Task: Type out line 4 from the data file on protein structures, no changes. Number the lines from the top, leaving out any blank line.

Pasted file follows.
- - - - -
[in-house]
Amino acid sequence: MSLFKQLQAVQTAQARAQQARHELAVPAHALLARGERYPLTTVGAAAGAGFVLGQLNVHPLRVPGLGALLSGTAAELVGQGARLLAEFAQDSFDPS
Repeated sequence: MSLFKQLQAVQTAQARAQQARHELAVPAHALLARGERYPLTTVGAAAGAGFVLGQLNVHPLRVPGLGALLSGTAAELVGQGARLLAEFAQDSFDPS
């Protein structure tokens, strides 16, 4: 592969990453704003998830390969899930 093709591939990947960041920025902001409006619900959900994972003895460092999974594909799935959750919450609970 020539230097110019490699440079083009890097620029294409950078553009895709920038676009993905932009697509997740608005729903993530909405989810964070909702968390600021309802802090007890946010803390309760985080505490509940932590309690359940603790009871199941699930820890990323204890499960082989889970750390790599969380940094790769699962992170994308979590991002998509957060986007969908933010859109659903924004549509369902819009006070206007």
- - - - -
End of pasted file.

């Protein structure tokens, strides 16, 4: 592969990453704003998830390969899930 093709591939990947960041920025902001409006619900959900994972003895460092999974594909799935959750919450609970 020539230097110019490699440079083009890097620029294409950078553009895709920038676009993905932009697509997740608005729903993530909405989810964070909702968390600021309802802090007890946010803390309760985080505490509940932590309690359940603790009871199941699930820890990323204890499960082989889970750390790599969380940094790769699962992170994308979590991002998509957060986007969908933010859109659903924004549509369902819009006070206007």